It refers to the deep ocean currents, a complex as well as obscure network of deep currents like the known ‘Ocean Conveyor Belt Circulation’, one of the most studied oceanic systems.
These deep oceanic currents store and transport vast amounts of heat, moisture and carbon around the globe thus influencing temperatures and weather around the world.

Heat absorbed in one location, say in the south Indian ocean, may be released to the atmosphere after thousands of kilometres, as far as the North Atlantic Ocean (see map). Such currents are driven by winds and by heat & salt concentrations that lead them to either remain shallow or sink when denser (warm water is lighter than salty water).

In the example of the North Atlantic Circulation, when the conveyor reaches the north Atlantic, laden with warm water rich in nutrients, the so called Gulf Stream becomes the very current that keeps Europe warm as it drifts on to reach Greenland and Norway while part of the conveyor sinks as it cools with northern temperatures.

However, there are some great changes, though still obscure, happening among deep currents. A team of researchers from the University of Southampton (UK), have reported a slowing down of the Atlantic Circulation by a astonishing 30% in the last decade only.

This can be explained by melting ice in the Artic that happen to dilute the salty water of the North Atlantic Current. In fact, when the Conveyor reaches the Northern hemisphere, laden with warm salty waters, it starts to cool down and therefore the heavier salty water sinks under lighter one to then drift partly in the Gulf Stream and partly back southward. The rising discharge of fresh water by artic river flows (due to ice melting) therefore dilutes the heavier salty water of the Conveyor and ultimately interferes with its sinking.

If the Conveyor stops then Europe, being deprived of its natural heating system, will plunge into a mini-ice age but , strikingly, in its wake the whole weather system and rainfall patterns would change globally.
In this case, a drop in temperature of 5 degrees Celsius would hit farming hard while rainfall patterns might exacerbate elsewhere, probably where already critical. Complexity is such that we can only make assumptions and no forecasts. Some researchers even maintain that cooler climate conditions might mitigate global warming.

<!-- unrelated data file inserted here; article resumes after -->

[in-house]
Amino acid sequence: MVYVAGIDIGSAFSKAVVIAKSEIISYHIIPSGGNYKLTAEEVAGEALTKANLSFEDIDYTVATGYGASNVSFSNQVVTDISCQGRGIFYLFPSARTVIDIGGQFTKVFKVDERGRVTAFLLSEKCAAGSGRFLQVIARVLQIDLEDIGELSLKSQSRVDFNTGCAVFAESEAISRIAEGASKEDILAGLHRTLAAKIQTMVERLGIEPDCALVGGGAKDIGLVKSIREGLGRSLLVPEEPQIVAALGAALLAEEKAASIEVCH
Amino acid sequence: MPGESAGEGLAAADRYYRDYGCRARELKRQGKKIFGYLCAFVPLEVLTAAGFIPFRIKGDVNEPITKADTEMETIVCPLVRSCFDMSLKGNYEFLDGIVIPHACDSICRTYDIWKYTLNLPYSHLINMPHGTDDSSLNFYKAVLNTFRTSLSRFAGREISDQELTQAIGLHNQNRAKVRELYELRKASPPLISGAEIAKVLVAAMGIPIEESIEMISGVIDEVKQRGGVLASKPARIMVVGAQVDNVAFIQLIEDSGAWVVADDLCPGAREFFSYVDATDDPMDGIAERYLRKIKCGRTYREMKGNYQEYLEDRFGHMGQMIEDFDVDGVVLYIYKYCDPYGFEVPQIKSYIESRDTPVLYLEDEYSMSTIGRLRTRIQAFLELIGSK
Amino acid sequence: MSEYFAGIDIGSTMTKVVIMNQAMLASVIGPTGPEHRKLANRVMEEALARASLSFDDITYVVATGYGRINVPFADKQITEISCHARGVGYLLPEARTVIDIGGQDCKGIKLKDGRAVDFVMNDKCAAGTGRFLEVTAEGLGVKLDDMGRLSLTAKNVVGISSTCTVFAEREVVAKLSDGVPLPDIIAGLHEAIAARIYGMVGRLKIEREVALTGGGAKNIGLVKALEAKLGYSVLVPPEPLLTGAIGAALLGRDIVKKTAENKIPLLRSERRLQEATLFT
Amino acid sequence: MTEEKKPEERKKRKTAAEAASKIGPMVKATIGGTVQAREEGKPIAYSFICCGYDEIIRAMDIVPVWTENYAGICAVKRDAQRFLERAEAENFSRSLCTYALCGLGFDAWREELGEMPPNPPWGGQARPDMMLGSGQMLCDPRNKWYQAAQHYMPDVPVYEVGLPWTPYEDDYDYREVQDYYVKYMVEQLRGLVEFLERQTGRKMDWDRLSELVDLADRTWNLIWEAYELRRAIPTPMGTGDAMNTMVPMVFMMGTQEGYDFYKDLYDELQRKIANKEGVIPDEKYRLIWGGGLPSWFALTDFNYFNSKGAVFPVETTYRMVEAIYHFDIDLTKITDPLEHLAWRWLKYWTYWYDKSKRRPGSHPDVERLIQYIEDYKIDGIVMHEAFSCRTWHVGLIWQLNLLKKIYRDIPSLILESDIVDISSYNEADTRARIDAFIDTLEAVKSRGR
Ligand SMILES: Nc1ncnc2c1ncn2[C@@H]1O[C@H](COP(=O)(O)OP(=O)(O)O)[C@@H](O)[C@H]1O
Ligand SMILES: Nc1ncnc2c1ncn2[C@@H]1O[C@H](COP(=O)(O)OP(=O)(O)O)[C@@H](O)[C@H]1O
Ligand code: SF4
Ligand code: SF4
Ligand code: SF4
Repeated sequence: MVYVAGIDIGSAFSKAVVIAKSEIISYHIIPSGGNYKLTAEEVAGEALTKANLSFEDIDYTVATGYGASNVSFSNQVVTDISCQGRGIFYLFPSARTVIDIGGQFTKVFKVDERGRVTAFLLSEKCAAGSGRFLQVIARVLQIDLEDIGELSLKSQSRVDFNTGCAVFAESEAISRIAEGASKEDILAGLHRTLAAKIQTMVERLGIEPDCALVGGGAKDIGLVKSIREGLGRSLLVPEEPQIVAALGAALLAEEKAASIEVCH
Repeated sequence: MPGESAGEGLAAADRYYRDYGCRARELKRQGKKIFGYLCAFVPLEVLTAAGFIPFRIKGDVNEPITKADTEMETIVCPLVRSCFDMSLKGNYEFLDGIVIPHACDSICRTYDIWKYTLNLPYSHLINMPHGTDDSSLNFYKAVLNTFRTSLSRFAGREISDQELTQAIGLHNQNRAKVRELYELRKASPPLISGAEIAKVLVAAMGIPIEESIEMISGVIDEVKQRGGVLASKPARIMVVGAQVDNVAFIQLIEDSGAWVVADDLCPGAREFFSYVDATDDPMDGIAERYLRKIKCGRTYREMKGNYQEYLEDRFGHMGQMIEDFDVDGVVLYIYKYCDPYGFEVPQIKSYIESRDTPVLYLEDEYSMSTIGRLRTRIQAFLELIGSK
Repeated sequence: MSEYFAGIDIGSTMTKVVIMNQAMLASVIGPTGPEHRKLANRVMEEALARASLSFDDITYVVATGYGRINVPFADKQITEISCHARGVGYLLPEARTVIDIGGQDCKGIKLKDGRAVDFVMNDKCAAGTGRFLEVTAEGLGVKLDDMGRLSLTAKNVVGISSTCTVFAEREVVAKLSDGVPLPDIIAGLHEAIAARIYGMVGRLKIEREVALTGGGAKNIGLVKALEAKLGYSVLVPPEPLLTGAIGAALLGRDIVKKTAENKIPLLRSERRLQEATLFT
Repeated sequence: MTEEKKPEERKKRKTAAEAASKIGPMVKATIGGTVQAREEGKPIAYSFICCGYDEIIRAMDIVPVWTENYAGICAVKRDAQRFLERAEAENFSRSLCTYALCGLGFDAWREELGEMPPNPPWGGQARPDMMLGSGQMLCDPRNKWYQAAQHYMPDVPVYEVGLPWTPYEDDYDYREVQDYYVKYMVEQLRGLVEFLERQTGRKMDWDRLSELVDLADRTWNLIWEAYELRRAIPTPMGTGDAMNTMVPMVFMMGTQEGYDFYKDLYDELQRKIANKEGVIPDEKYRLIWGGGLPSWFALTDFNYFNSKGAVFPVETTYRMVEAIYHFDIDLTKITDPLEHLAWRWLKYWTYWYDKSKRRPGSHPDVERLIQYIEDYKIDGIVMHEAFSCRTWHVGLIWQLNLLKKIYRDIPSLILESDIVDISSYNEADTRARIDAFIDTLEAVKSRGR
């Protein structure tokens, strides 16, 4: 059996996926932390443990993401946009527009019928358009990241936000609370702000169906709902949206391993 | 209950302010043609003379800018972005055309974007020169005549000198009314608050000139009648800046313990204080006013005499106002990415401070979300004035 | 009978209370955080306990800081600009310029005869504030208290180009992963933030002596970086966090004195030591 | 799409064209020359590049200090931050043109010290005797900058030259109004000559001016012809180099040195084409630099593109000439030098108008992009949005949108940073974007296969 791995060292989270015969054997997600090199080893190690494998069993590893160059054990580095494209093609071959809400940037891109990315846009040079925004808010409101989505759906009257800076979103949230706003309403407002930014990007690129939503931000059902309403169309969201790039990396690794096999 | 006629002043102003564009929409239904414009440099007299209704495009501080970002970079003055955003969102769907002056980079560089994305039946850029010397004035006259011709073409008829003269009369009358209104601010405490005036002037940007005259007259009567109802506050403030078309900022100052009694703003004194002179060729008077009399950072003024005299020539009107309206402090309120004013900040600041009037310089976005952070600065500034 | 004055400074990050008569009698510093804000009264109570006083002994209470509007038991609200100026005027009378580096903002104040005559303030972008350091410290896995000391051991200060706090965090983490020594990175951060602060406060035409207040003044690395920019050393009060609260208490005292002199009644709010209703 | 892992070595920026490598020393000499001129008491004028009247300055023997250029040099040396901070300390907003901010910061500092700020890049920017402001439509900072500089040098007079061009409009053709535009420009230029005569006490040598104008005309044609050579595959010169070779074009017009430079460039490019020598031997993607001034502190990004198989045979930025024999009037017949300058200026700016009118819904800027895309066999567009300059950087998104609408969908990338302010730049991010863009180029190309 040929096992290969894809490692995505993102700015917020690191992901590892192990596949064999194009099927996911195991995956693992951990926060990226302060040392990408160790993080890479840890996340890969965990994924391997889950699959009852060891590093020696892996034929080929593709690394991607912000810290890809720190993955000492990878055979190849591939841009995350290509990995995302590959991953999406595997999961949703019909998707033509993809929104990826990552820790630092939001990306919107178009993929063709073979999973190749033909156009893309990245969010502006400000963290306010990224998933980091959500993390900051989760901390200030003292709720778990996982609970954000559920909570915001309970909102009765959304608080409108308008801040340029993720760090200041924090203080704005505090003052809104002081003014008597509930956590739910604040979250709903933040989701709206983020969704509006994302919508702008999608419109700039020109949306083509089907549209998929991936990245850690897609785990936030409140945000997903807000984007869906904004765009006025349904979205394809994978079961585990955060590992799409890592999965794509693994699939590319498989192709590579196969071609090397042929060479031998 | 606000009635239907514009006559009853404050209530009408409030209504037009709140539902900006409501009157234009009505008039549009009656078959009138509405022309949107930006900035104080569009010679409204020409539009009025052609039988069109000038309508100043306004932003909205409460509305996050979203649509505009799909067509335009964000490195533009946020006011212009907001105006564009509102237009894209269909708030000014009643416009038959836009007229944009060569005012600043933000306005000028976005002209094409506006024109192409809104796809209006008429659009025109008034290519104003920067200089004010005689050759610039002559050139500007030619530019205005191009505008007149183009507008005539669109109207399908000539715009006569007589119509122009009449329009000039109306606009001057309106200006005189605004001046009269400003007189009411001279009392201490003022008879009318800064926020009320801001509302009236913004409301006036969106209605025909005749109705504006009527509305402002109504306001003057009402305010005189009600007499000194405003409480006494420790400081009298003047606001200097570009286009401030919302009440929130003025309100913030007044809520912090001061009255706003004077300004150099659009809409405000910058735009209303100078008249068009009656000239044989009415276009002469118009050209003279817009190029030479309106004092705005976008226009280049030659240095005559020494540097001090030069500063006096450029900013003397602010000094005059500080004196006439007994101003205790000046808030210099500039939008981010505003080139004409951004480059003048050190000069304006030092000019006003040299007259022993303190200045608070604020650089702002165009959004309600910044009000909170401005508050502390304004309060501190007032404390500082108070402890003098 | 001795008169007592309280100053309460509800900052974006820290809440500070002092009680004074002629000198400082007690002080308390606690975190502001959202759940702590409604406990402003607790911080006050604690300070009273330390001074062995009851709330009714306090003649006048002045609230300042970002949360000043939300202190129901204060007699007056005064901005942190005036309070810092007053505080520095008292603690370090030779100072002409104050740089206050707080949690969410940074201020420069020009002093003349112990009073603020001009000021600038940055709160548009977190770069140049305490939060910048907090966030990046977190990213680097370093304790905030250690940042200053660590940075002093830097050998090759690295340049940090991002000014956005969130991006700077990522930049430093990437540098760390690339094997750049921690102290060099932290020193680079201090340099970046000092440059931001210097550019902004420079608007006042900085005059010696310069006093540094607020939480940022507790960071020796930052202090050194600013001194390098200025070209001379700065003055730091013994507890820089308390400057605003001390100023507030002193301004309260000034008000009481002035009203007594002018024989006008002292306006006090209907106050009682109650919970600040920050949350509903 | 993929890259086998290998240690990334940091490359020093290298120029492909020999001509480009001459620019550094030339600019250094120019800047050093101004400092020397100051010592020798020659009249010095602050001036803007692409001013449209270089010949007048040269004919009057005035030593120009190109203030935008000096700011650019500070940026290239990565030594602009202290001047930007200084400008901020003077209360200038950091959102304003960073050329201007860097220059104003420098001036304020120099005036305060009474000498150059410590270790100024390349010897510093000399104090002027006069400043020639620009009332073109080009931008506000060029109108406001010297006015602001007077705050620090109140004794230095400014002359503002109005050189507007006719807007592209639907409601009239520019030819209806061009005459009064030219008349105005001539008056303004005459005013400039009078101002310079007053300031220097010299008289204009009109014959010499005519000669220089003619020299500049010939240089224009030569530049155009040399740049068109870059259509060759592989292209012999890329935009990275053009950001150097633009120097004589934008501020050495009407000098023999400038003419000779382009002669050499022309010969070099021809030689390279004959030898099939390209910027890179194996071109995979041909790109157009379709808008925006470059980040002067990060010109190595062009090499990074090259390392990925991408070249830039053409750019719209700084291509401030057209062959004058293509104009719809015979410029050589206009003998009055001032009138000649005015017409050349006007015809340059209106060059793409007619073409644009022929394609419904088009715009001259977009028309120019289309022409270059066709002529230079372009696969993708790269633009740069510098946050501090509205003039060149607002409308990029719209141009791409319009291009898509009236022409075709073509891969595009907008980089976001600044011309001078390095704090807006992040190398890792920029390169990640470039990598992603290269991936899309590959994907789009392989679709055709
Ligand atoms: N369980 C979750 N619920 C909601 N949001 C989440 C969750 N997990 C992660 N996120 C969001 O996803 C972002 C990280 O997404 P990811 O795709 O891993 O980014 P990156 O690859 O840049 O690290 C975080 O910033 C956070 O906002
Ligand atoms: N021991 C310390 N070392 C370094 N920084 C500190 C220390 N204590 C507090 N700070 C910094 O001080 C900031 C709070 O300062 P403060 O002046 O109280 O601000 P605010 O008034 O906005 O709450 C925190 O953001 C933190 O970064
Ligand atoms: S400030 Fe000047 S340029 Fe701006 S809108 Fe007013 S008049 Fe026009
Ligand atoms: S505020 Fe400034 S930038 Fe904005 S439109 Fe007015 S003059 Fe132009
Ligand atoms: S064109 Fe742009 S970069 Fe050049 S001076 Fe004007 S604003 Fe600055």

However, if oceanic currents are to drastically change this would bear more far reaching implications.
Oceanic waters, by mixing through up-welling and sinking, happen to supply vital nutrients to the phytoplankton (the basis of ocean food chains); further, water not mixing would speed the saturation of upper waters with Carbon and this, in a positive feedback loop, would exacerbate global warming as the Oceans are already soaking up carbon - by forming calcareous sediments.

Caution is necessary particularly as, scientifically, there is still conflicting evidence, not all observations fit conclusions and we might as well consider unanticipated changes of currents.
After all, despite its paramount importance for global weather patterns, the North Atlantic Conveyor accounts for only 10% of the Ocean (New Scientist, april ’06).

No need to panic yet as Armageddon is not to be expected soon!
but once uncertainty over climate change has finally been lifted from disputes, shall we not give some earnest thought to what might be happening?

In Australia, the Southern Ocean deep currents, accounting for about 20% of the Ocean (CSIRO Marine Research), are also continuously monitored and seem to be warming and becoming less salty.
The Southern Ocean processes directly affect the Australian climate while, at the same time, feed into the upper & lower branches of the global Ocean Conveyor.

What is really happening deep down in our Oceans?
As the greek philosopher Eraclitus wrote, ‘Pantha Rei’ (everything flows): change is a natural part of our lives and, indeed, of our life-supporting system. The point is: are we heading towards a warmer, flooded and drier future or towards deep & cold trouble? END